People fall through the gaps between services, with neither the health nor disability sectors taking full responsibility, nor having the right skills to deal with the complexity of the situation.
Read the story of Maia who has experienced mental illness and has a mild intellectual disability
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There are more than 125,000 people in NSW with intellectual disability and up to 40% of them also live with mental illness. This is a huge number of people needing a combination of supports that our system largely does not provide.
Specific genetic conditions associated with intellectual disability can increase the risk of mental illness, as can developmental brain abnormalities, and certain medications and their side effects. Those of us with intellectual disability also risk more physical health conditions which in turn increase the risk for mental illness.
If we have an intellectual disability it usually affects our coping skills and our ability to choose and do things for ourselves. This just creates more stress, making us even more vulnerable.
Distressingly, those of us with an intellectual disability experience higher rates of physical and sexual abuse and this too serves only to magnify vulnerability to mental illness.
Our risk of mental illness also increases because our social networks are restricted and we have fewer opportunities to engage in a range of life choices. Other social factors that have an impact are poverty, a higher likelihood of contact with the criminal justice system, negative experiences during schooling, and financial and emotional strain within the family.
If we have milder intellectual disability and good communication skills we are usually able to describe what we are experiencing. But for people with more severe intellectual disability or communication difficulties, mental illness may be interpreted by others as problem behaviours.
There are pockets of expertise in NSW which support the physical and mental health needs of people with intellectual disability, but they are scarce and not integrated with mainstream services, so access is limited.
People fall through the gaps between services, with neither the health nor disability sectors taking full responsibility, nor having the right skills to deal with the complexity of the situation. This is further aggravated by the lack of adequate resources.
The NSW Ombudsman has found hospital rehabilitation units are, in effect, becoming long-stay units for people with an intellectual disability. This results from a culture among agencies, the lack of a model of care that specifically addresses the needs of people with both mental illness and intellectual disability, and the lack of appropriate step-down community support to provide transitional care between hospital and home.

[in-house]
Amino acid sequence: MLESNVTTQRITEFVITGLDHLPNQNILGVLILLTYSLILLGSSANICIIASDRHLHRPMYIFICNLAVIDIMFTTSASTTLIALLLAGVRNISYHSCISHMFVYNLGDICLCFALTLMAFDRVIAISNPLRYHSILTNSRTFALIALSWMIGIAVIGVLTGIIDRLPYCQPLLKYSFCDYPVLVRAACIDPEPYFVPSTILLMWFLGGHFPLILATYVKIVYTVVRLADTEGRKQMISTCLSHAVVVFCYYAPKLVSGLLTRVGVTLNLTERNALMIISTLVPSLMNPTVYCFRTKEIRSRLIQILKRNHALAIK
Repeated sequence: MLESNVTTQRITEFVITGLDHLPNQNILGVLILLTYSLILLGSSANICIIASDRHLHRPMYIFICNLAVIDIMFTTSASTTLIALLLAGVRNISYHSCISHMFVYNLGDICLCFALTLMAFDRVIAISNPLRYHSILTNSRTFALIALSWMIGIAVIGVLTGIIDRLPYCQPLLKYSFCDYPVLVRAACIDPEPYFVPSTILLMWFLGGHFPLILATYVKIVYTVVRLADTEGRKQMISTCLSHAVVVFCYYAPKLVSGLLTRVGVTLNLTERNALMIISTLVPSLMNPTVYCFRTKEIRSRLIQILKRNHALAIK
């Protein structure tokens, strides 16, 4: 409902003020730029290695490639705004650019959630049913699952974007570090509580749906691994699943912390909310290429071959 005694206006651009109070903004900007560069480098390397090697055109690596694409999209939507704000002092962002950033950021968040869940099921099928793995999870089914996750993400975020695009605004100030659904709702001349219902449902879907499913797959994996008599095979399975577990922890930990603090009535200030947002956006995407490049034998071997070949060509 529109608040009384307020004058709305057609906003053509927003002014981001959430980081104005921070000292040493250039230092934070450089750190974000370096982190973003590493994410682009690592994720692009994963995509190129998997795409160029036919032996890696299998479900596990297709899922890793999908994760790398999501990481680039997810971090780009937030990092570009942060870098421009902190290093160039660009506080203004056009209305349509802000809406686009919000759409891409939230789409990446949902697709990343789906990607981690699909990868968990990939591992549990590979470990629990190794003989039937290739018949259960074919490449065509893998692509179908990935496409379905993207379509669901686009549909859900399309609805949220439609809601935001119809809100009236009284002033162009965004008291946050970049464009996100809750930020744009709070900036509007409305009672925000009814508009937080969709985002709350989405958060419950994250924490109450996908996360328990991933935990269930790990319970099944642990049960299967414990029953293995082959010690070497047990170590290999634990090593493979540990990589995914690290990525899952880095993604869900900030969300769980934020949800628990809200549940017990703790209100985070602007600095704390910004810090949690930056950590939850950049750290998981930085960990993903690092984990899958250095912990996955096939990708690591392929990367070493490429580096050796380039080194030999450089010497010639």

Informal care from overworked families forms the backbone of the support people with intellectual disability receive. Inadequate access to services and skilled clinicians adds significantly to the burden on carers, diminishing not only their quality of life but that of the person they care for.
- Australian research following a group of children and adolescents with intellectual disability for four years showed 10% of those with schizophrenia received intervention
- Whereas 35% of the general population has access to mental health supports in one year
We don't have
- enough data on the prevalence of mental illness in people with intellectual disability
- enough data on the interaction between disability and mental health services
- enough training and confidence among mental health professionals
- a good understanding among carers, disability and mental health workers of what mental illness look like in people with intellectual disability
- coherent mental health service models for people with intellectual disability or sufficient funding to operate them
- co-ordination between community-based and clinical services and
- an inclusive approach to people with intellectual disability in mental health policy.
People from a range of backgrounds such as culturally and linguistically diverse communities or people who are lesbian, gay, bisexual, transgender or intersex need special consideration. But Aboriginal Australians with an intellectual disability require a particular focus. They have a significantly higher rate of disability compared with non-Aboriginal people, they often suffer multiple disadvantages and they are over-represented in the criminal justice system. Many mainstream services are not perceived as culturally appropriate or accessible.
Source material for content on this page is from the Living Well Report